These first three maps show registered voters against those who voted early and those who voted on election day.




These next three maps show the actual breakdown of the vote by voter segment which is a rough approximation for neighborhood.




What jumps off the page is that even though turnout was way up this cycle, there are still major segments of the voting population who stayed home.  The more heavily populated in-town neighborhoods voted in higher percentages while Davidson's East Side and Exit 30 areas still didn't manage to make it to the polls in large percentages.  Davidson College students almost completely stayed home.

The interesting thing about that is that situation is no different than most Davidson elections.  Combine that with the turnover in elected officials, and one can surmise that only happened because even Davidson's most regular voters from the in-town neighborhoods finally decided in significant numbers that it was time for a change.

At the swearing in ceremony tonight, that change will finally happen.

Saturday, December 9, 2017

5 ideas for the new Davidson Board to improve land use policy

In a continuation of new ideas for the soon to be seated new Davidson Mayor and Board of Commissioners, here are 5 ideas on how the town can improve and protect Davidson's land use policy.

1.  Vote down or indefinitely table the "missing middle" concept from Davidson's Village Infill area.   As reported earlier, the outgoing Board has chosen not to vote on this at their last meeting.  The new Board should let that sleeping dog lie.  Davidson does not need more high-density development particularly in the Village area where the infrastructure is not designed to handle it.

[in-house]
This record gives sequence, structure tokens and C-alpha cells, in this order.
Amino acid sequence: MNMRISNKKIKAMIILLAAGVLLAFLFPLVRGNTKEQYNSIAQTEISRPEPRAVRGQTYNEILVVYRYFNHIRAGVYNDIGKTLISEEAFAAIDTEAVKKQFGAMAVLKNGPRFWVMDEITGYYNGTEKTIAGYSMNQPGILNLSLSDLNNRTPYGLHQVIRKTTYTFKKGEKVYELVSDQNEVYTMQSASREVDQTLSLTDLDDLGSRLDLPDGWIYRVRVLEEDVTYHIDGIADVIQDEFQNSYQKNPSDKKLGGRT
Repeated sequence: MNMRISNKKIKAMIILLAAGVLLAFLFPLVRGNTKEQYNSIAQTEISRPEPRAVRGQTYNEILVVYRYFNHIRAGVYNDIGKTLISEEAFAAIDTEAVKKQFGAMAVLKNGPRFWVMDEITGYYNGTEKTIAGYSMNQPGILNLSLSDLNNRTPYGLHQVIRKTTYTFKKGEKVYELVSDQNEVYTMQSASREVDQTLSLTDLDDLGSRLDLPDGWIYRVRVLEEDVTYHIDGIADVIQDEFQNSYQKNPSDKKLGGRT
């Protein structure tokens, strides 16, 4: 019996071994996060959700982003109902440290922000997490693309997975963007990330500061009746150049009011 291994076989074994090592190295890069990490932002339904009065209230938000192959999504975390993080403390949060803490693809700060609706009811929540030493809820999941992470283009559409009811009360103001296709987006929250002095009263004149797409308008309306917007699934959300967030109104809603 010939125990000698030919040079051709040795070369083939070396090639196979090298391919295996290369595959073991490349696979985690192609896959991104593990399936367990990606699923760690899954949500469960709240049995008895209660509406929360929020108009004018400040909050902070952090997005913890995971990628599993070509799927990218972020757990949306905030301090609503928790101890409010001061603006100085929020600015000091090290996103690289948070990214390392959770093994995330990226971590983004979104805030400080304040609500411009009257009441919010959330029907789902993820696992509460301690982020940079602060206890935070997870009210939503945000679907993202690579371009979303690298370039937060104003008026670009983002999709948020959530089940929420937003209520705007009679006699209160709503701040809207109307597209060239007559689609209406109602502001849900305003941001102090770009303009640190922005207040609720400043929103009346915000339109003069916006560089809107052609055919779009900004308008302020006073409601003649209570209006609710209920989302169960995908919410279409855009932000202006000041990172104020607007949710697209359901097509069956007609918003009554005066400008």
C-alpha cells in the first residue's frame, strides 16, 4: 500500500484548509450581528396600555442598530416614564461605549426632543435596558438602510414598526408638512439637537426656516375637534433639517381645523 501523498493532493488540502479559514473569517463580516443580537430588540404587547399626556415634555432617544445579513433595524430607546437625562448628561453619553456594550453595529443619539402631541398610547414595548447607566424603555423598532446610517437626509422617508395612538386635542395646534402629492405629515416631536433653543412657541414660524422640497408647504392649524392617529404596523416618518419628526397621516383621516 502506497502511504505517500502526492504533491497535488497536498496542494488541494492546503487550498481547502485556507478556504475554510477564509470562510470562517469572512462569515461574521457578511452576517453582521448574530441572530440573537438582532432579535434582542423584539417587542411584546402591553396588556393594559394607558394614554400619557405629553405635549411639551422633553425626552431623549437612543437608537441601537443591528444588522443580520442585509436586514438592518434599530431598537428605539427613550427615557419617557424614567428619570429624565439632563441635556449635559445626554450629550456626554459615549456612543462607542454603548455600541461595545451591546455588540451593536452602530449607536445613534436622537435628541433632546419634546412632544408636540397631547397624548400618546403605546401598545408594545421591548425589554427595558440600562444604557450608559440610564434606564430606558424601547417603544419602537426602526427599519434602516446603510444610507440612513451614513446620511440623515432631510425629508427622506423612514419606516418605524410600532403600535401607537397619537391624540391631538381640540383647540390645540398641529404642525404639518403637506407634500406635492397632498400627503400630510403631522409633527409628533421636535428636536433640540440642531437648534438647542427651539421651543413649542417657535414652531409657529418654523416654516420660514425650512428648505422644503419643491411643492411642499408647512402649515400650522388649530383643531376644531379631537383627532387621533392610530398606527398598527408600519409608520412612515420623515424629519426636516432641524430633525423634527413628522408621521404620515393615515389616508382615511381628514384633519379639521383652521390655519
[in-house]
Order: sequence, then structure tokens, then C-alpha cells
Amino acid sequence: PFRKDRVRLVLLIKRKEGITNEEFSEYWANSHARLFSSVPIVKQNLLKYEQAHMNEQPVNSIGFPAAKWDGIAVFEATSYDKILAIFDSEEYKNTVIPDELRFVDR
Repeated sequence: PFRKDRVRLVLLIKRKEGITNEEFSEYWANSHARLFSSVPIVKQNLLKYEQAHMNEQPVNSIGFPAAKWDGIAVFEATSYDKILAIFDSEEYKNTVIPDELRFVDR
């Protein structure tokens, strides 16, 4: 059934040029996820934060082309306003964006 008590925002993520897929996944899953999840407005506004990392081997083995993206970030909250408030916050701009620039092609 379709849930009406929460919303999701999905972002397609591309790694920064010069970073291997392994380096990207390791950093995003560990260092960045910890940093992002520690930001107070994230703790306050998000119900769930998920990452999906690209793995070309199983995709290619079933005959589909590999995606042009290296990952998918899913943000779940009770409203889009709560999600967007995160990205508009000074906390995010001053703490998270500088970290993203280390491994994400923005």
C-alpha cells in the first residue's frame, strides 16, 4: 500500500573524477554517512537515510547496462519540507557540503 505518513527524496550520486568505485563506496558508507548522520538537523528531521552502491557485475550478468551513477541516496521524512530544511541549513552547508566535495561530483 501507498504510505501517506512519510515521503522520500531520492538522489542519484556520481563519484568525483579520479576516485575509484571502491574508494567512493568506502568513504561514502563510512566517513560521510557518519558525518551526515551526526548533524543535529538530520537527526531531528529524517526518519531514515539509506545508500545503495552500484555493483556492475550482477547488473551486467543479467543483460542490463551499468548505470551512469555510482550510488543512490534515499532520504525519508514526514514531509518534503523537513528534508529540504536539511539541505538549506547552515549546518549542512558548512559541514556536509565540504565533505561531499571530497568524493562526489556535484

2.  Remove "density averaging" as a concept in the planning ordinance.  Density averaging is a sleight of hand maneuver used by developers, to overcome limits on the amount of impervious surface allowed on a given parcel.  Simply put, impervious area on another parcel somewhere in the same drainage area is transfered to the target parcel allowing more dense development than would otherwise be allowed on the target parcel.  Density averaging permits are approved by the Board of Adjustment, a sub body of the Planning Board.

3.  Keep rural areas rural until development plans are available.  As part of this idea, the Board should do what is necessary to roll back the mass rezoning to Neighborhood General, Neighborhood Services, and Neighborhood Edge done earlier  this year as part of "implementing" the Rural Area Plan.

4.  Revisit the Comprehensive Plan and consider down zoning any large parcels to remove multi-family as a by right building type from the standard zoning areas.  This does not mean Davidson will never have more multi-family housing, but it would mean large scale multi-family proposals would need to go through the conditional zoning process which gives the town more control.

5.  The Town needs to put its money where its mouth  is when it comes to pushing back against aggressive developers.  A legal defense fund should be set up to stand behind a reinvigorated defence of the town planning ordinance by the staff and elected officials.  This fund can be seeded with $250,000 from the $1 million fund set aside for Mi-Connection subsidies owed Mooresville.  Developers need to know for certain they are in for a lengthy and expensive fight if they come with crazy proposals that don't fit with the town character.  Sometimes a credible threat of retaliation is the best way to avoid an actual confrontation.  This fund will provide that for the town.

Davidson's new Board has work to do to untangle the gordian knotted mess left by the soon to be previous elected officials.  These five ideas if implemented would cut right through it.

Thursday, December 7, 2017

Tuesday agenda...Swearing in the new Board, but no "missing middle"

Citizens can breath a momentary sign of relief....aaaaahhh.